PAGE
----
TN steps up effort to attract more visitors

By Nate Rau | The Tennessean

Working together for the first time, tourism leaders from across the state will release a plan today that they hope will serve as a road map to turning Tennessee into one of the top 10 travel destinations in the country.

Gov. Bill Haslam, meanwhile, has already committed an additional $8 million in the current state budget -- more than double last year's spending -- to help put the plan in action.

Haslam formed the Tennessee Tourism Committee shortly after taking office in 2011. The committee was co-chaired by Ryman Hospitality Properties CEO Colin Reed, Dolly Parton Productions business manager and partner Ted Miller and Elvis Presley Enterprises CEO Jack Soden and made up of other key industry leaders from across the state.

The group was facing a challenge: jump-startingthe state's flat performance in attracting tourists.

In 2011, Tennessee was ranked No. 17 among U.S. states for visitors, and its 1.9 percent U.S. market share has remained stagnant during the past five years. Meanwhile, international tourism has declined as well.

After the report's release, the next step will be choosing a marketing firm that will put the "Tourism Strategic Plan" in place and help grow the industry, which brought $15.4 billion to the state in 2011, officials said.

A sampling of the plan's desired results includes:

* Establishing a Tennessee-specific brand that can be used throughout the Volunteer State by tourism attractions.

* Developing a marketing plan focused on key U.S. markets that would be focused on attracting new visitors and encouraging longer stays for visitors.

* Establishing a Statewide Festivals and Events network with a specific focus on music that could be in operation by 2015.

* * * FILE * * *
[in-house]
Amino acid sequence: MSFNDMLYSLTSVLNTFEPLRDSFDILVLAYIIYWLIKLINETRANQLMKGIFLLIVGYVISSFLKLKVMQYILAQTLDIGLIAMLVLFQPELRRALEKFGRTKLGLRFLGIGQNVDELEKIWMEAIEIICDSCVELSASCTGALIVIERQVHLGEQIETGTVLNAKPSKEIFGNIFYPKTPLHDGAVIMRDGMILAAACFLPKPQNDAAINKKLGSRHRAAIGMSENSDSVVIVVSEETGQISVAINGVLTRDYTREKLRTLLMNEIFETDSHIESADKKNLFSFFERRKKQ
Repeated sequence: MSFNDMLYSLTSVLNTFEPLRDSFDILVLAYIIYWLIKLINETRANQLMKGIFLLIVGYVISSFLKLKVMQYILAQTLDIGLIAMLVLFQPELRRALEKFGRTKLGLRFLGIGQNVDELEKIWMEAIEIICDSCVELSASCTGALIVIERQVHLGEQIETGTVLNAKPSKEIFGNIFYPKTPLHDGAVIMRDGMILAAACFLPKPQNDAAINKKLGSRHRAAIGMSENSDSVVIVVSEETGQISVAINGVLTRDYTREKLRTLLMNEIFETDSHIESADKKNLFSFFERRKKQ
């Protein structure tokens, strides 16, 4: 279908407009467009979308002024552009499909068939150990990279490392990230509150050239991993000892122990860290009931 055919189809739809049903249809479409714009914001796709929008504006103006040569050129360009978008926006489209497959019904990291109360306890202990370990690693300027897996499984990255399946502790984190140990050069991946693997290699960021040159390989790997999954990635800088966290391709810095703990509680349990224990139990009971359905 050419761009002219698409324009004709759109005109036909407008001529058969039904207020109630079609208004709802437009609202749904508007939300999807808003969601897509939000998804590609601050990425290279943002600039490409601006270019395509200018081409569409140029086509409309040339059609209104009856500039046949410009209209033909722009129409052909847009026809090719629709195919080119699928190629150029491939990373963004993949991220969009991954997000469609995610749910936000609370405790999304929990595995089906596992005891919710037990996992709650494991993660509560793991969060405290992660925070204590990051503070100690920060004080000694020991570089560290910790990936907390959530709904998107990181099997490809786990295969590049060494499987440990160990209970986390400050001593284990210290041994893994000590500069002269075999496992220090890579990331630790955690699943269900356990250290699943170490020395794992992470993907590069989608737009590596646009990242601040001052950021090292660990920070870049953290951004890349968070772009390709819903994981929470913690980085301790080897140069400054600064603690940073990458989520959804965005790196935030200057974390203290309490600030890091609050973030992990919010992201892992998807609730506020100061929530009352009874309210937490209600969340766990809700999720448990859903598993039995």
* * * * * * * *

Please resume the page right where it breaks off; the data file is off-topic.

* Creating a plan to target the growing youth sports tourism market.

The committee believes the state can continue drawing day trip visitors from border states, which are the most common tourists in Tennessee, while increasing visitors from secondary markets such as Chicago. Those visitors spend more on their trips by a margin of 6-to-1, Reed said.

"The goal is to take us from 17th in revenue generation and take ourselves into the top 10. If we can do that, it's an additional $2.5 (billion) to $3 billion of revenue coming in to Tennessee," Reed said. "And the tax and job creation is enormous."

Marketing dollars

Between Graceland in Memphis, Jack Daniel Distillery in Lynchburg, Nashville's honky-tonks on Lower Broadway and Dollywood in East Tennessee, among others, Reed said the infrastructure is already in place to draw tourists from all over the world. The hope is that the report serves as a guideline for getting the word out, he said.

Reed said Haslam has provided the seed money to start doing just that.

According to Tennessee Department of Tourist Development Commissioner Susan Whitaker, the $8 million added to this year's budget will increase the state's total marketing dollars to $13.5 million.

Whitaker pointed to the "Pure Michigan" slogan as one that was successful. She hoped to have a new marketing agency in place by the end of December. Whitaker said Tennessee was a unique state to market to visitors because of its diverse musical offerings and outdoor activities.

"I'm looking for that 'Pure Michigan' brand that really elevates all three region brands across the state and takes us to a new level of people's understanding of what they can find here for a vacation," Whitaker said.

Cooperation across state

To understand tourism in the state, the committee needed the cooperation of industry leaders from across the state, Tennessee Hospitality Association CEO Greg Adkins said, adding that it was the first time major stakeholders worked together in such a way.

Leaders from the major tourist attractions and the regional Convention and Visitors Bureaus shared detailed and proprietary data so the committee could learn who is visiting Tennessee, how much they spend per visit and where they visit from. For instance, the data show that 87 percent of all visitors to Middle Tennessee travel by car, compared with 89 percent for East Tennessee and 76 percent for West Tennessee.

"We're going to be able to use laser-focused marketing aimed at the kinds of visitors who will come here and stay longer and spend more money," Adkins said.


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